Pretreatment of the high free fatty acid rubber seed oil (RSO) via esterification reaction has been investigated by using a pilot scale hydrodynamic cavitation (HC) reactor. Four newly designed orifice plate geometries are studied. Cavities are induced by assisted double diaphragm pump in the range of 1-3.5 bar inlet pressure. An optimised plate with 21 holes of 1mm diameter and inlet pressure of 3 bar resulted in RSO acid value reduction from 72.36 to 2.64 mg KOH/g within 30 min of reaction time. Reaction parameters have been optimised by using response surface methodology and found as methanol to oil ratio of 6:1, catalyst concentration of 8 wt%, reaction time of 30 min and reaction temperature of 55°C. The reaction time and esterified efficiency of HC was three fold shorter and four fold higher than mechanical stirring. This makes the HC process more environmental friendly.
The flame retardancy of medium density fiberboard (MDF) made from mixture of rubberwood fibers and recycled old corrugated containers was studied. Aluminum trihydroxide (ATH) was used as a fire retardant additive and mixed with the fibers to manufacture experimental MDF panels using wet process. Phenol formaldehyde (PF) resin in liquid, 2% based on oven dry weight of fibers, was used along with 0%, 10%, 15% and 20% of ATH. The flame retardant test was done using the limiting oxygen index (LOI) test. The other properties investigated include internal bond strength, thickness swelling and water absorption. The results showed that ATH loading increased as the LOI of MDF increased. This demonstrated that ATH could improved the fire retardant property of MDF at sufficient loading. An increase in concentration of ATH showed an increase in the IB values of MDF made without resin. MDF panels made without resin showed a progressive increase in internal bond as the composition of recycled old corrugated containers fiber increased. Addition of resin improved internal bond strength and reduced thickness swelling, and water absorption. Thickness swelling of panel increased as the composition of recycled old corrugated containers fiber increased. Scanning electron microscopy (SEM) and energy dispersive X-ray analysis (EDAX) showed that there is indication of ATH and resin filling the void space in between fibers.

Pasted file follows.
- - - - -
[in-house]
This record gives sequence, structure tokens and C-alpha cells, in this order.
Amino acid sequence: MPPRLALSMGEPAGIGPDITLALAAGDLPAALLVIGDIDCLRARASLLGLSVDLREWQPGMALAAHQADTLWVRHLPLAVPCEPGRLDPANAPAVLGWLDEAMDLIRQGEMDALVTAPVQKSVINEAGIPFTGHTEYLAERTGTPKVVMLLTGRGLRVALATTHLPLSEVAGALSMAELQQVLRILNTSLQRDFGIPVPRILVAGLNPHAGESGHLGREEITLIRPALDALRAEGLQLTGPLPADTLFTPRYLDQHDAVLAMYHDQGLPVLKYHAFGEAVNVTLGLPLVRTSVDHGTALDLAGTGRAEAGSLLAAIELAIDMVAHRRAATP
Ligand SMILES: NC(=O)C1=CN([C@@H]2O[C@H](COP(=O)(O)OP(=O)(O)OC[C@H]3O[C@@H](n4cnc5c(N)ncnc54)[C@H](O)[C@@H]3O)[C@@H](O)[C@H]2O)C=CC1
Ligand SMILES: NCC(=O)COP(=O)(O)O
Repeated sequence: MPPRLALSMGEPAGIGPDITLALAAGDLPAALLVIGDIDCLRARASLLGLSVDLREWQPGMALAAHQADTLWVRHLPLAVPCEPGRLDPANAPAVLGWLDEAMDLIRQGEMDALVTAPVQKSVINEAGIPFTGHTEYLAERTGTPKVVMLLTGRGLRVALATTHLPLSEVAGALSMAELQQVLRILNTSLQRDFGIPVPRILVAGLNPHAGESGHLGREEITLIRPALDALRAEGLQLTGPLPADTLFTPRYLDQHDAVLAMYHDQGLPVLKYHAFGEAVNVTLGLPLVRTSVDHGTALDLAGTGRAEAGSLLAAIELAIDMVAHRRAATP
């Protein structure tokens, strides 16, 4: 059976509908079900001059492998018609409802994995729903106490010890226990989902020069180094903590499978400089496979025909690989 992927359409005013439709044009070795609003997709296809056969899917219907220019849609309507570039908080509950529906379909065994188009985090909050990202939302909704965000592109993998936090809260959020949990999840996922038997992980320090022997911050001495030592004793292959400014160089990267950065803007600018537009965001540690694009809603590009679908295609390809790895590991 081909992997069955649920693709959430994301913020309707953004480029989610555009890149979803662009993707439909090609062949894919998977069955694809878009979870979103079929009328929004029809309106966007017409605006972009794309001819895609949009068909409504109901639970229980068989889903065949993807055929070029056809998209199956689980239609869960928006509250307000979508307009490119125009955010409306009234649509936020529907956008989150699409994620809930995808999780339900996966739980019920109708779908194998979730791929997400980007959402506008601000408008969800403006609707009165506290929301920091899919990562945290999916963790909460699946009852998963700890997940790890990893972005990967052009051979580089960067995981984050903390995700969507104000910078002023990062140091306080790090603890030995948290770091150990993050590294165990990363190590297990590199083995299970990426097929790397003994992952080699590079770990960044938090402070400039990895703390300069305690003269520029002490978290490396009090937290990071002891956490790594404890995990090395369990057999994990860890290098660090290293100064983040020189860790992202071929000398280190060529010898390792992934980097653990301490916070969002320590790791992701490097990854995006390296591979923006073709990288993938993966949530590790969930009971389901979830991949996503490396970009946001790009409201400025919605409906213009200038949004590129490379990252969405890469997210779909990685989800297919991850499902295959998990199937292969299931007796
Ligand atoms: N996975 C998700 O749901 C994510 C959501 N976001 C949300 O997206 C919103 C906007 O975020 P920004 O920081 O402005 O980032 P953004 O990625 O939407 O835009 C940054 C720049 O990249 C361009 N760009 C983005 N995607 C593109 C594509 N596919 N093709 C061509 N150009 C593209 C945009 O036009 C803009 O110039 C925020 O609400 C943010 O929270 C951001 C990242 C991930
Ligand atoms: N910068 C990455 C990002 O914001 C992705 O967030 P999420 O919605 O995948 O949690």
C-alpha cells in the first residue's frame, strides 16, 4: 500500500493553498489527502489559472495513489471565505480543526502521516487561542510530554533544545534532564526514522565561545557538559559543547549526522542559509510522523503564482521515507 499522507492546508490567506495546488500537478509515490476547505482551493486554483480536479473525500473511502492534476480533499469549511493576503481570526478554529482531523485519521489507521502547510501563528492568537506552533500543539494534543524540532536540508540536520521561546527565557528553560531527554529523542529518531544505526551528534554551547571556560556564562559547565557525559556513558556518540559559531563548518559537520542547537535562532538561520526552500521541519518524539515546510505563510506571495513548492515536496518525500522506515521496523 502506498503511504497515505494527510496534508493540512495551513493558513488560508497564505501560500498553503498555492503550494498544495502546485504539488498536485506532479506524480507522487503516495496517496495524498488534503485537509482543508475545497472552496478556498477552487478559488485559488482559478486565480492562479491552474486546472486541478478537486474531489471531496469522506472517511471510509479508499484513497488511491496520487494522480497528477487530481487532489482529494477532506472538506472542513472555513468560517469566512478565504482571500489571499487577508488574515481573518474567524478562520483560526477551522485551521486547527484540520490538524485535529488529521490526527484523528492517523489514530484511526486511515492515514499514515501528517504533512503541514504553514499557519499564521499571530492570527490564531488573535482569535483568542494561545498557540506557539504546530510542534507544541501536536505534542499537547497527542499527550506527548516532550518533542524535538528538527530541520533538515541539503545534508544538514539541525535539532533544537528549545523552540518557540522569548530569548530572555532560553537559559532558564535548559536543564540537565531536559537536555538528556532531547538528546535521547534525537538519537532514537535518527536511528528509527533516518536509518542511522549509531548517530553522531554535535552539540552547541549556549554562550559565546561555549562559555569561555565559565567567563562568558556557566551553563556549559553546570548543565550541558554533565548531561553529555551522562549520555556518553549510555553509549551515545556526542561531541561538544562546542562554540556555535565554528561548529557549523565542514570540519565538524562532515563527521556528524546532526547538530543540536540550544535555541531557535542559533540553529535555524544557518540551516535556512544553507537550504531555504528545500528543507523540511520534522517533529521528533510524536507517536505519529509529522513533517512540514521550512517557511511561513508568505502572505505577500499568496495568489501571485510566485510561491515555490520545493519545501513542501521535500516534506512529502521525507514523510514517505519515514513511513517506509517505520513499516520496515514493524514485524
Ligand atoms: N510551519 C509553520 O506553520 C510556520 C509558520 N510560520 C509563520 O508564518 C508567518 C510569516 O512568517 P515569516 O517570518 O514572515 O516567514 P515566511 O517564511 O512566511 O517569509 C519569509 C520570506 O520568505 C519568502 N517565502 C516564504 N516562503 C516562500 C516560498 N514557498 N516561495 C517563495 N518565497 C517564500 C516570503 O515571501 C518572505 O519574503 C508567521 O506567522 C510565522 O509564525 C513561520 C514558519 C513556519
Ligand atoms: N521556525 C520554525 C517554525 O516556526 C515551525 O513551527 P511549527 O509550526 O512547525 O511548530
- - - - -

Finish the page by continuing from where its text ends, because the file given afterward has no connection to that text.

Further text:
The rubber tree (Hevea brasiliensis) extracts are becoming increasingly visible in pharmaceutical and therapeutical research. The present study is aimed at examining the specific anti-proliferation property of H. brasiliensis latex B-serum sub-fractions against human breast cancer epithelial cell lines MCF-7 and MDA-MB231. The results showed that the latex whole B-serum and DBP sub-fraction exerted a specific anti-proliferation activity against cancer-origin cells MDA-MB231 but had little effect on non-cancer-origin cells. On the other hand, the anti-proliferative activity was diminished in the pre-heated B-serum fractions. With the low toxicity that the B-serum demonstrated previously in Brine Shrimp Lethality Test (BSLT), the present results suggest the potential use of the B-serum sub-fractions in cancer treatment.
Hevea brasiliensis extracts could potentially be employed as a relatively low cost resource for various anti-fungal activities due to the simplicity of the extract preparation and its abundance especially in the tropical region. Latex B-serum was reported to have anti-cancer property and its specificity in anti-fungal property has not been elucidated. The present study was conducted to determine the anti-fungal activity of Hevea latex B-serum against Candida (C.) albicans (a rounded cell fungus) and Aspergillus (A.) niger (a filamentous fungus).